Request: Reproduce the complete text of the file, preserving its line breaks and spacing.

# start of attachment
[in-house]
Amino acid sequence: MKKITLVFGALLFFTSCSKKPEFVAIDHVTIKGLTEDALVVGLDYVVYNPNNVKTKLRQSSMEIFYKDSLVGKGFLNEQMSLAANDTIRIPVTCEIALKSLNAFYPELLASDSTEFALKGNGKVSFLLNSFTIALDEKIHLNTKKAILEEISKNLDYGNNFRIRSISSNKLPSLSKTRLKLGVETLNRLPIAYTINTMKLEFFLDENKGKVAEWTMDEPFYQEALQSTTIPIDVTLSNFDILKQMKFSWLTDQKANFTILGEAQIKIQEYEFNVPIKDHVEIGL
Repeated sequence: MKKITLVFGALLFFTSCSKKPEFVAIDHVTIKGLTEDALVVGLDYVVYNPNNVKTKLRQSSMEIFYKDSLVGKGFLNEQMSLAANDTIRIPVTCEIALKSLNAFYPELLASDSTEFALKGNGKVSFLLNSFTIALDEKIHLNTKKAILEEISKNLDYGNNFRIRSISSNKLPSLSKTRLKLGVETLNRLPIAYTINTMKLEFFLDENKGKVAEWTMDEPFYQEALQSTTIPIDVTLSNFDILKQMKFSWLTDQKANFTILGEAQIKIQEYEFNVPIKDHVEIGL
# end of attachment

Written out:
[in-house]
Amino acid sequence: MKKITLVFGALLFFTSCSKKPEFVAIDHVTIKGLTEDALVVGLDYVVYNPNNVKTKLRQSSMEIFYKDSLVGKGFLNEQMSLAANDTIRIPVTCEIALKSLNAFYPELLASDSTEFALKGNGKVSFLLNSFTIALDEKIHLNTKKAILEEISKNLDYGNNFRIRSISSNKLPSLSKTRLKLGVETLNRLPIAYTINTMKLEFFLDENKGKVAEWTMDEPFYQEALQSTTIPIDVTLSNFDILKQMKFSWLTDQKANFTILGEAQIKIQEYEFNVPIKDHVEIGL
Repeated sequence: MKKITLVFGALLFFTSCSKKPEFVAIDHVTIKGLTEDALVVGLDYVVYNPNNVKTKLRQSSMEIFYKDSLVGKGFLNEQMSLAANDTIRIPVTCEIALKSLNAFYPELLASDSTEFALKGNGKVSFLLNSFTIALDEKIHLNTKKAILEEISKNLDYGNNFRIRSISSNKLPSLSKTRLKLGVETLNRLPIAYTINTMKLEFFLDENKGKVAEWTMDEPFYQEALQSTTIPIDVTLSNFDILKQMKFSWLTDQKANFTILGEAQIKIQEYEFNVPIKDHVEIGL